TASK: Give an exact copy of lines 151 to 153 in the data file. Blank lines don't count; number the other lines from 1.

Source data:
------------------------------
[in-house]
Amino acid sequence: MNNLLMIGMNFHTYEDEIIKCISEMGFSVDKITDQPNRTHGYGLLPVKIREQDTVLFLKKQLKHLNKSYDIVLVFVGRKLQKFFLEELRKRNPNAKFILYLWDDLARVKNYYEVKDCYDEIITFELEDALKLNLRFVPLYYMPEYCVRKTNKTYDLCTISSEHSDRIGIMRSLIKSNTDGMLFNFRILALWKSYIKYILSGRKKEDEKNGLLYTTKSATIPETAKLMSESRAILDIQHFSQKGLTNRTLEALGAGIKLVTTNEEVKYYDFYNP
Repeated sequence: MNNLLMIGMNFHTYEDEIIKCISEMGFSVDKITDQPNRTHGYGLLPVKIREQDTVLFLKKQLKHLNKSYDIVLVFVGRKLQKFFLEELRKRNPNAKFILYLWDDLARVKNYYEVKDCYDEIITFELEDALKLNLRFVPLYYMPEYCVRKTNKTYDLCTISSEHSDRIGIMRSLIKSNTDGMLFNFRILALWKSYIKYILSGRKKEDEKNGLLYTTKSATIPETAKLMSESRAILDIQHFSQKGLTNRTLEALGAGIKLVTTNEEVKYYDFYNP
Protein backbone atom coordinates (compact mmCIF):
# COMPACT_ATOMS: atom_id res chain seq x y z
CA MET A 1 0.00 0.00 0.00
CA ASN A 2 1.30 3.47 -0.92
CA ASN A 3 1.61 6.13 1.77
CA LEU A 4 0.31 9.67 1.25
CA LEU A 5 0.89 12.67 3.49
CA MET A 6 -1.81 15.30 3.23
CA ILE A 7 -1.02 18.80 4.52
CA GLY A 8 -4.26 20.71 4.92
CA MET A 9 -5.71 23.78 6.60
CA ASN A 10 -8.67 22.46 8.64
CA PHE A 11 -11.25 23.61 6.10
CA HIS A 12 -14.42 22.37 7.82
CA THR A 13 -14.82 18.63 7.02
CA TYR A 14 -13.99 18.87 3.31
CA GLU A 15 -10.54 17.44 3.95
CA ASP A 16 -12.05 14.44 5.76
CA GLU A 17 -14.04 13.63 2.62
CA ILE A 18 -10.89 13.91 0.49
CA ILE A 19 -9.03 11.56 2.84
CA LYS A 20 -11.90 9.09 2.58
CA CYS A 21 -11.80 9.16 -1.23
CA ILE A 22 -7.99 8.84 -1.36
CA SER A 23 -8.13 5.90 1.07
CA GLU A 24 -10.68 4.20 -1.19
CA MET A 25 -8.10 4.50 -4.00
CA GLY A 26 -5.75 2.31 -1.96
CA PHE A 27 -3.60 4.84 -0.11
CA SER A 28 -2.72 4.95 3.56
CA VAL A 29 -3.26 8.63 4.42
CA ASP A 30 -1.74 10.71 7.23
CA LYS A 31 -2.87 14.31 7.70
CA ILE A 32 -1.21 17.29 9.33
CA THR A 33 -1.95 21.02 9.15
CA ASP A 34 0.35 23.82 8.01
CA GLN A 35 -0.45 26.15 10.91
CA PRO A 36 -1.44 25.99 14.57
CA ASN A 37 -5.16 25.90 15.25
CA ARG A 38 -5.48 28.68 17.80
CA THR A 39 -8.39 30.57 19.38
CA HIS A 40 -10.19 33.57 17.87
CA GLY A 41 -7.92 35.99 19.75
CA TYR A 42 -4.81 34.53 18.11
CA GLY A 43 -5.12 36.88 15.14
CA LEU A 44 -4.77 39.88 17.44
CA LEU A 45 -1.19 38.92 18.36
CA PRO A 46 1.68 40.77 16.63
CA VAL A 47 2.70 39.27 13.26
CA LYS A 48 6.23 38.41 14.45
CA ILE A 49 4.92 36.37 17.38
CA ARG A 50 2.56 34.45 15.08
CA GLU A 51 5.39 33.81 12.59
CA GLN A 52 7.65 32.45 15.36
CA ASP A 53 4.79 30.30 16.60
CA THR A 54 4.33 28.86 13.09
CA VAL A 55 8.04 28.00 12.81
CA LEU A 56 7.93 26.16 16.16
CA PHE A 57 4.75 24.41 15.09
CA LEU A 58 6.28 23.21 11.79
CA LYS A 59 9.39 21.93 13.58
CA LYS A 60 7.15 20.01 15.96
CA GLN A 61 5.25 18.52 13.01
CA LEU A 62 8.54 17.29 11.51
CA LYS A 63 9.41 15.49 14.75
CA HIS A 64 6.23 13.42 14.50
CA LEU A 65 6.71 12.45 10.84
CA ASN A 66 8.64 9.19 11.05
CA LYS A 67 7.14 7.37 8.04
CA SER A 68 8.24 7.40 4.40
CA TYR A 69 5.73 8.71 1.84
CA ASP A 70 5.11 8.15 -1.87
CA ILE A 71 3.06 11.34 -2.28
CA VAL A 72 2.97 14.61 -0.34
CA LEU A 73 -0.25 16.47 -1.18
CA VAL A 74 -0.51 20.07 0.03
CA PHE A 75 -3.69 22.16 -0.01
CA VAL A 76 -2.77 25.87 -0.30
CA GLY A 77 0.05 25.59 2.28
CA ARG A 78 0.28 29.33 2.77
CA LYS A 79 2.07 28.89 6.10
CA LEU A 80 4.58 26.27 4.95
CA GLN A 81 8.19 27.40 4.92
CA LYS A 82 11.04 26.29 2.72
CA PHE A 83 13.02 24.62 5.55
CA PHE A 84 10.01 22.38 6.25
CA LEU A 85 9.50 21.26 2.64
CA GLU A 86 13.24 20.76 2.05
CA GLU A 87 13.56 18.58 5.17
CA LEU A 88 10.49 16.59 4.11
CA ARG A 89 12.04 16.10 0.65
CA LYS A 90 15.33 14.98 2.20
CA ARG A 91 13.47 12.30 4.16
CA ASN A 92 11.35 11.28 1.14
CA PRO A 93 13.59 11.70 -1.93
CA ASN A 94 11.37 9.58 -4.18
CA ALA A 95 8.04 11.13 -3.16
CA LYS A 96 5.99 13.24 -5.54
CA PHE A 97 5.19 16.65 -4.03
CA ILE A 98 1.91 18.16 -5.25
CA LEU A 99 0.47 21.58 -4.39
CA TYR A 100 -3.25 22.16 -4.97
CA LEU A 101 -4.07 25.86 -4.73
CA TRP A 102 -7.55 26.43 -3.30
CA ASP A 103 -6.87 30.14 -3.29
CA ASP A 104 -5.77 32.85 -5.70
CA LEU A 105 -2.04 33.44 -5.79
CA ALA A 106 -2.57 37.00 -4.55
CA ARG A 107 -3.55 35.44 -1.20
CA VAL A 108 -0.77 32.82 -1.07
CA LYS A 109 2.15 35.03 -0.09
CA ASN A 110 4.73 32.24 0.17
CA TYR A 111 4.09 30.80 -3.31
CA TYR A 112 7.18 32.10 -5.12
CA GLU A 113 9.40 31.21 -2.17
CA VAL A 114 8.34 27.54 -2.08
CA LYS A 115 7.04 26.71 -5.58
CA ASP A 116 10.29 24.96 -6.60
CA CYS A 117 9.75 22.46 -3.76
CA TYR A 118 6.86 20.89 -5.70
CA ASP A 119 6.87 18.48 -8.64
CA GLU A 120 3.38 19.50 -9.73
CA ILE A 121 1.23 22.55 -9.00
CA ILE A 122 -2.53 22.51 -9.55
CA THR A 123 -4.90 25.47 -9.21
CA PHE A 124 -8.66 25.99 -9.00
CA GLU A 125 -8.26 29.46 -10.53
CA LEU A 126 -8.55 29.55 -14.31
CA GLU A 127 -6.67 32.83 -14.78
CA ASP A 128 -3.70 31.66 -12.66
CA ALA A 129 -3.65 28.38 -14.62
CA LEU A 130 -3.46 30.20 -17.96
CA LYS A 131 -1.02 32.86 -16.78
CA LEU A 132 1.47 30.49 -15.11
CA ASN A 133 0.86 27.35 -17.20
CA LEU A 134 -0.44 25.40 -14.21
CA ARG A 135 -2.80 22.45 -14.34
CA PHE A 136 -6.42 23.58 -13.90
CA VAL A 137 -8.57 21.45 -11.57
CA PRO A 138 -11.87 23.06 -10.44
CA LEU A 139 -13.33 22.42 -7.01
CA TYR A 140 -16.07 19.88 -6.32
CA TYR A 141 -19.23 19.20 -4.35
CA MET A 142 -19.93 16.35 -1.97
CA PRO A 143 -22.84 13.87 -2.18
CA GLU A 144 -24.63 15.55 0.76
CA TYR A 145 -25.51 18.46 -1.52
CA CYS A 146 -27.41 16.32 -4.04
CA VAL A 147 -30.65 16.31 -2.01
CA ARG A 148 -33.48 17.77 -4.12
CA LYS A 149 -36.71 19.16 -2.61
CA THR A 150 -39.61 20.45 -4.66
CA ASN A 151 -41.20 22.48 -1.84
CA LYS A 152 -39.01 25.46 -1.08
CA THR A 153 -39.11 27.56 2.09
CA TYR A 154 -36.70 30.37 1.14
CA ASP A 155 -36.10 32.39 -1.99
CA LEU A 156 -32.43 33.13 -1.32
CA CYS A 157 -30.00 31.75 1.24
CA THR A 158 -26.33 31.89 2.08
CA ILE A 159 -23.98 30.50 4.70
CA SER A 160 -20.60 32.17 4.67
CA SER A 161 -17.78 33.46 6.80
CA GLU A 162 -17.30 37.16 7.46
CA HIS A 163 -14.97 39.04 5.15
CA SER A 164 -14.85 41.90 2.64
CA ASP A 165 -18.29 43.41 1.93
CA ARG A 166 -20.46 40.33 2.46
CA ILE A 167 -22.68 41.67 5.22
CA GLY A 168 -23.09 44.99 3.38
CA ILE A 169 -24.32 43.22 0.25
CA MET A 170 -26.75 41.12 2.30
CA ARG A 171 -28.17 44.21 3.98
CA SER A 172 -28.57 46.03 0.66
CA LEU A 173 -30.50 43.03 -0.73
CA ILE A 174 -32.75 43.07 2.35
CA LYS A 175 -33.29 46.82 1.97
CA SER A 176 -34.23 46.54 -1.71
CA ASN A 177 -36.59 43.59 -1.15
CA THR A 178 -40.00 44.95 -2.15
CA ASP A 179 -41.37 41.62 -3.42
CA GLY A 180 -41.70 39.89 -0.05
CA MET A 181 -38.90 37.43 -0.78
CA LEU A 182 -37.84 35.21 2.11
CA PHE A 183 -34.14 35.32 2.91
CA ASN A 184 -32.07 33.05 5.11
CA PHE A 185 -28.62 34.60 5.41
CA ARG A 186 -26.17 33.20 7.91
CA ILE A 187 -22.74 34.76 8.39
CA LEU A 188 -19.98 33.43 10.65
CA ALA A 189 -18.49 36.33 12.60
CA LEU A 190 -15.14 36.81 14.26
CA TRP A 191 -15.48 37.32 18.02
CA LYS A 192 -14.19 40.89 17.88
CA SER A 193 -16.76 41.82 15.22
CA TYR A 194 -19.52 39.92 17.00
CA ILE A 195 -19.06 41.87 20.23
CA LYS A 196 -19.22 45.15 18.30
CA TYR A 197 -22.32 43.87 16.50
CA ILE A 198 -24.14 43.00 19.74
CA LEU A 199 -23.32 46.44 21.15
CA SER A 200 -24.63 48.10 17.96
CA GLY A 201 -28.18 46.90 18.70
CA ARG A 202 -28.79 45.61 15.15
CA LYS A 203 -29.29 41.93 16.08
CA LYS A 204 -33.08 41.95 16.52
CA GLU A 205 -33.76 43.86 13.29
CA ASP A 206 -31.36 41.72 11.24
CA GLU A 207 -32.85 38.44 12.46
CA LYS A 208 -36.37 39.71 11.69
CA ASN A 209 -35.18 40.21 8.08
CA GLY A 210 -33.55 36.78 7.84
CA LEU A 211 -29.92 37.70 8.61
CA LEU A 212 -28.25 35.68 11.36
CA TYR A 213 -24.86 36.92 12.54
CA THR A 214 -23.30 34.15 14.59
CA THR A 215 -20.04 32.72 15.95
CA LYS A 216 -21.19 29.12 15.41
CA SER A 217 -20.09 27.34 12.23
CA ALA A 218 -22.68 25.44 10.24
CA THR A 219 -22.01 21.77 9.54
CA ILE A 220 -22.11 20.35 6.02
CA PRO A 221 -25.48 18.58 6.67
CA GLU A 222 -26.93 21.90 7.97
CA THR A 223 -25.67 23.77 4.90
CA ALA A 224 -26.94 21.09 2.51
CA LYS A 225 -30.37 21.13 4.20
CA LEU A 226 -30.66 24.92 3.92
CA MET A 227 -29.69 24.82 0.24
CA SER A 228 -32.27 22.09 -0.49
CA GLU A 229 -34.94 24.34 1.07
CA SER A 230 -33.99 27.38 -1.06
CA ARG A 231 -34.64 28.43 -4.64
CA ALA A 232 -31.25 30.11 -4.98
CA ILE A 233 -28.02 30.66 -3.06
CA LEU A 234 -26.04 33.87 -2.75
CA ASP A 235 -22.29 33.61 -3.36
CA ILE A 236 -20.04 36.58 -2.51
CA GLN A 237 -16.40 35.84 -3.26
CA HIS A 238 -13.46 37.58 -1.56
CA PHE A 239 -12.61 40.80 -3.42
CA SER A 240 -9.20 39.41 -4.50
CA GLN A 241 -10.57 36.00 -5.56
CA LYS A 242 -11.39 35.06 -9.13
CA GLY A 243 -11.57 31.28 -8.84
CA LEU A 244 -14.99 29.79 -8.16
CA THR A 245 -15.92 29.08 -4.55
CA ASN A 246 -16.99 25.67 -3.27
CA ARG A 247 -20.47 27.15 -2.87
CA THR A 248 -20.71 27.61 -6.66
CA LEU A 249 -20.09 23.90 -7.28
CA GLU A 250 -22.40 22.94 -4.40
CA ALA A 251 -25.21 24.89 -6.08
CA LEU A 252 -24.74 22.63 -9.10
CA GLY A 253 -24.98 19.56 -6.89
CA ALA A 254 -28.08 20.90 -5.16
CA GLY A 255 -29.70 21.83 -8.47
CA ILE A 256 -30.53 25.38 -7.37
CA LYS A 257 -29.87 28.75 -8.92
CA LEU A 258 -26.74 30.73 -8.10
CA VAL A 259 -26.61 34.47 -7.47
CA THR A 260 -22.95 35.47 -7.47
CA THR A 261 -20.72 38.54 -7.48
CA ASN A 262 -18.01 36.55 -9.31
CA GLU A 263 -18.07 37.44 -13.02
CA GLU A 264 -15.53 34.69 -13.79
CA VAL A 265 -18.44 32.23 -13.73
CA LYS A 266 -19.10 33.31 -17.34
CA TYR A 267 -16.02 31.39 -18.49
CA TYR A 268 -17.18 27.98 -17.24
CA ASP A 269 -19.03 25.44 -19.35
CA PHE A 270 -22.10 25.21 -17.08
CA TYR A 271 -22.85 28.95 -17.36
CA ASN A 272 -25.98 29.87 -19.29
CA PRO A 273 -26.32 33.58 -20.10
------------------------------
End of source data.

CA CYS A 146 -27.41 16.32 -4.04
CA VAL A 147 -30.65 16.31 -2.01
CA ARG A 148 -33.48 17.77 -4.12